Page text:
Lost Somali tapes: ″Sweet as broken dates″

Ostinato Records recently released an amazing compilation of Somali music, ″Sweet as broken dates″, which reminds listeners that – despite the prevalent images of a land torn apart by civil war – Somalia was once a country with a thriving cultural tradition. Review by Richard Marcus

الكاتبة ، الكاتب: Richard Marcus

When the military overthrew what was an ostensibly corrupt government in the late 1960s, Somalia underwent a cultural renewal. Both firmly nationalist and socialist, the new government implemented policies which strengthened Somalian identity.

Aside from introducing anti-corruption legislation, the new government went about the business of educating its people. Universal education and health care were established and the rate of illiteracy was reduced from nearly 99% to less than 50%. More importantly Somali was made the official language of the country and for the first time the language was properly codified so it could be written.

All of this produced a burgeoning cultural scene. In what will sound odd to us, the state sponsored everything from theatrical performances to pop bands. Of course this way they were able to exert control over the content of what was being produced in the official venues, but it also created an environment in which private bands could flourish and find audiences in bars and other locales.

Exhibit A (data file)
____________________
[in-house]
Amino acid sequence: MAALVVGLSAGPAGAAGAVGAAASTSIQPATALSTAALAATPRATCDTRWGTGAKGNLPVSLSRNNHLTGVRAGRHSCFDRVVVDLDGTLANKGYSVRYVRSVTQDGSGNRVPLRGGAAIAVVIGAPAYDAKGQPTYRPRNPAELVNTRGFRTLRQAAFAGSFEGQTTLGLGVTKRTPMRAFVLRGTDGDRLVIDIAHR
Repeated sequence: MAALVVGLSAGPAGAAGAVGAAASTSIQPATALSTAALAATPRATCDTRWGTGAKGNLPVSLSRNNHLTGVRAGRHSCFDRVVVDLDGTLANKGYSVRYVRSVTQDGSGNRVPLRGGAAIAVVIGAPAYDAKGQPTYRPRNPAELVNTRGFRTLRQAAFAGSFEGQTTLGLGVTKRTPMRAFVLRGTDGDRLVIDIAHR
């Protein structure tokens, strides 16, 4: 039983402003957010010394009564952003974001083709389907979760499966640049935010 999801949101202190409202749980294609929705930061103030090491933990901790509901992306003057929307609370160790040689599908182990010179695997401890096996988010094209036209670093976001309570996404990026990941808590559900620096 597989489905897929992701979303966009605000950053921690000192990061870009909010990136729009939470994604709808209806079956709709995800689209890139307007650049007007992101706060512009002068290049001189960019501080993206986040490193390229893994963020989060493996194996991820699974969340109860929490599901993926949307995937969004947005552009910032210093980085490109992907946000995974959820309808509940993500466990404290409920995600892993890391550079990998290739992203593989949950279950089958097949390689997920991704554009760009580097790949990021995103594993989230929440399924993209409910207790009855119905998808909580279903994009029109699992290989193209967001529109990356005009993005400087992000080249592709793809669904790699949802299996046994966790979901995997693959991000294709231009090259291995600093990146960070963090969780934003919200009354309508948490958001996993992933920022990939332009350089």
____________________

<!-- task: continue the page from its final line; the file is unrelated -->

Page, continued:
Listening to the sixteen tracks from the 1970s and early 1980s included on this compilation, you'd be hard pressed to tell the difference between those songs recorded by bands being paid by the government and those working privately.

What's wonderful about this collection, aside from the fact it exists at all, is the chance to see the diversity of musical influences present in Somalia at the time. The vocal stylings, especially of the female singers, are reminiscent of the sound I've come to associate with music from South East Asia, specifically Bollywood musicals.

Not being able to understand what's being said and I'm assuming they're singing in Somali, you get wrapped up in the cadences and the beauty of the individual voices. Listening to the women singing on this album you can tell why somebody remarked listening to a women sing was as "sweet as broken dates".

A musical melting pot

While this explains the "Sweet as Broken Dates" component of the recording's title, "Lost Somali Tapes" explains the rest. These songs are literally take from cassette recordings made during the era when these groups were performing. Now, although it's obvious great pains have been made to restore the music as much as possible, given the provenance of the original material some sound distortion is to be expected. So don't be surprised if you hear some warbles and hiss – consider it a mark of the music's authenticity.

Aside from this what you will hear are some really quite incredible sounds. Remember the time period ranges from the early 70s to the 80s and 90s and what types of music were popular then.

Cover of Ostinato Records′ compilation ″Sweet as Broken Dates: Lost Somali Tapes from the Horn of Africa″